So, you’ve volunteered to be in Special Forces and you’re getting ready to go to SFAS. This is the time to prepare yourself for the grind that is to come. There are certain tips, such as the PT program which will help you attain the level of physical fitness that you’ll need to not just pass the course but to excel where the course isn’t as tough as you’ll see other people struggling.

Now, we get to the elephant in the room, the Land Navigation course and many students fail at either SFAS or the SFQC because they failed the land navigation course. The course is tough, it is the toughest individual land navigation course you’ll find in the US military.

In previous segments, we touched on Map reading, pace count, orienting the map and plotting your starting location as well as your point. Now we need to get to our points. Here are some of the tips for walking the course in the Hoffman area.

Fold Your Map – Sounds like a no-brainer but it is simple and saves a ton of time without having to unfold your map every time you want to make a map check. Fold it down to where it fits perfectly in your map case so that only the part you are traveling shows, it simplifies your task immeasurably. This way every time you make a quick check of the map, only where you are and where you are going next is visible.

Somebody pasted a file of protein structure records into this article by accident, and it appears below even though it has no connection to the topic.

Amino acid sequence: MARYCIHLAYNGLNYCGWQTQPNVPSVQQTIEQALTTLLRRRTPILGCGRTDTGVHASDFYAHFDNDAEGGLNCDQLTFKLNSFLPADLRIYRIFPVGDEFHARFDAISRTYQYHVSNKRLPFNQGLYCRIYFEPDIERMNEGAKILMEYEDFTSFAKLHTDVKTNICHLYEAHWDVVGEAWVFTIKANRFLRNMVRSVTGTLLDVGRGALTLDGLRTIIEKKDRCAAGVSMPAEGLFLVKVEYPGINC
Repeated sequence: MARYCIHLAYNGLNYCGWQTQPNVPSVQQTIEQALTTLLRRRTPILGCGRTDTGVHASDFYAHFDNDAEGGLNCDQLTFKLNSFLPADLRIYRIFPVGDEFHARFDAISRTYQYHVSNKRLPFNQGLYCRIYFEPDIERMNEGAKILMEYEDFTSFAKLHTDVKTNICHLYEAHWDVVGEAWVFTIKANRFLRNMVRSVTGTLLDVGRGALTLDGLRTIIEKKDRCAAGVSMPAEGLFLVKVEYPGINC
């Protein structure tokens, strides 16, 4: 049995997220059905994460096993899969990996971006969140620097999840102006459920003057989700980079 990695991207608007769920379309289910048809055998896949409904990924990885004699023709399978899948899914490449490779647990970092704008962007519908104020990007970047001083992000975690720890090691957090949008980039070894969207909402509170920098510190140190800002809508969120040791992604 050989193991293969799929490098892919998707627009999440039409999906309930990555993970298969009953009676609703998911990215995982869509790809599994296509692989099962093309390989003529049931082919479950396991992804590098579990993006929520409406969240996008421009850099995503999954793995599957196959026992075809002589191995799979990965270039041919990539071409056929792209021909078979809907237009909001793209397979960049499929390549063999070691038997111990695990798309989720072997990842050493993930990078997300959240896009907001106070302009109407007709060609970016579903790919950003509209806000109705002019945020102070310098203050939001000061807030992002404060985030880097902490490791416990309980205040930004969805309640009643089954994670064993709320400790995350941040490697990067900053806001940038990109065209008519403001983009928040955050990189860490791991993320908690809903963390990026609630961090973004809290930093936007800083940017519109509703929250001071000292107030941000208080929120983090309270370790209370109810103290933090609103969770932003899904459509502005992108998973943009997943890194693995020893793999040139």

A technique that many orienteers use while navigating is what they call thumbing. I’ve talked to some and what they do is to keep their thumb on the spot on the map where they are and it speeds in finding where you are while walking and doing a quick map check. The thought being as you walk along you move your thumb slightly forward to reduce the confusion of scanning for your location on the map, especially in the dark.

Navigating Techniques – So, you’ve plotted your starting location, your first point that you’re looking for. You’ve folded the map and placed it and your protractor carefully inside your map case. The next thing you must do orient the map into the direction that you are traveling. Now the terrain is laid out exactly the way it is in front of you.

Weapon tied down? Check. Compass tied down and easily accessible? Check. You should have a red lens flashlight a notebook that will allow you to write in it, even if it is wet in your pocket or map case. Ensure you have all of your gear and do a quick check of the area before you leave and don’t forget anything.